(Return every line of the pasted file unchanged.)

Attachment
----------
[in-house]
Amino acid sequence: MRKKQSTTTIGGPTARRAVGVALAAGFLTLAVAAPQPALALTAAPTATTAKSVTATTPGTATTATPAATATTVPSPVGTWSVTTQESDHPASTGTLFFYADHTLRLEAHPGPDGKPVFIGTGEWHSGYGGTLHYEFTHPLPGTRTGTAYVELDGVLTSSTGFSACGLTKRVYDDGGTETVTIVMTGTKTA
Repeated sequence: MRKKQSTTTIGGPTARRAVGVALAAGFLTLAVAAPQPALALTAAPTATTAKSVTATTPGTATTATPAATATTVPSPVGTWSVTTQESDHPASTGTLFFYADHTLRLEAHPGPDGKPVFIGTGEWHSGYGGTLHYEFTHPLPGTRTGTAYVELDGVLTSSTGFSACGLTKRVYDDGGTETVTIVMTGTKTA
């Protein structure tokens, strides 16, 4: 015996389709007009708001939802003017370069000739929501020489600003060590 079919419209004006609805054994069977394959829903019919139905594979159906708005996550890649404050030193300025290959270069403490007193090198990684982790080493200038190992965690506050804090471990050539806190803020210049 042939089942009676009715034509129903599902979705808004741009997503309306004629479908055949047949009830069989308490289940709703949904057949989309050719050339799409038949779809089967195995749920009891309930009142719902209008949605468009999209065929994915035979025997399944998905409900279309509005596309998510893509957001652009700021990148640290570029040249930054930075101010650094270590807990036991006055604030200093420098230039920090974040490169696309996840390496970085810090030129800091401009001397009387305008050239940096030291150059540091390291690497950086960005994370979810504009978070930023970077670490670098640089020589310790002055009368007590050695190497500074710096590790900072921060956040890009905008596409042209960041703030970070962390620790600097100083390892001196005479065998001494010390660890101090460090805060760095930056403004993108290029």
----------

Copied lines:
[in-house]
Amino acid sequence: MRKKQSTTTIGGPTARRAVGVALAAGFLTLAVAAPQPALALTAAPTATTAKSVTATTPGTATTATPAATATTVPSPVGTWSVTTQESDHPASTGTLFFYADHTLRLEAHPGPDGKPVFIGTGEWHSGYGGTLHYEFTHPLPGTRTGTAYVELDGVLTSSTGFSACGLTKRVYDDGGTETVTIVMTGTKTA
Repeated sequence: MRKKQSTTTIGGPTARRAVGVALAAGFLTLAVAAPQPALALTAAPTATTAKSVTATTPGTATTATPAATATTVPSPVGTWSVTTQESDHPASTGTLFFYADHTLRLEAHPGPDGKPVFIGTGEWHSGYGGTLHYEFTHPLPGTRTGTAYVELDGVLTSSTGFSACGLTKRVYDDGGTETVTIVMTGTKTA
């Protein structure tokens, strides 16, 4: 015996389709007009708001939802003017370069000739929501020489600003060590 079919419209004006609805054994069977394959829903019919139905594979159906708005996550890649404050030193300025290959270069403490007193090198990684982790080493200038190992965690506050804090471990050539806190803020210049 042939089942009676009715034509129903599902979705808004741009997503309306004629479908055949047949009830069989308490289940709703949904057949989309050719050339799409038949779809089967195995749920009891309930009142719902209008949605468009999209065929994915035979025997399944998905409900279309509005596309998510893509957001652009700021990148640290570029040249930054930075101010650094270590807990036991006055604030200093420098230039920090974040490169696309996840390496970085810090030129800091401009001397009387305008050239940096030291150059540091390291690497950086960005994370979810504009978070930023970077670490670098640089020589310790002055009368007590050695190497500074710096590790900072921060956040890009905008596409042209960041703030970070962390620790600097100083390892001196005479065998001494010390660890101090460090805060760095930056403004993108290029």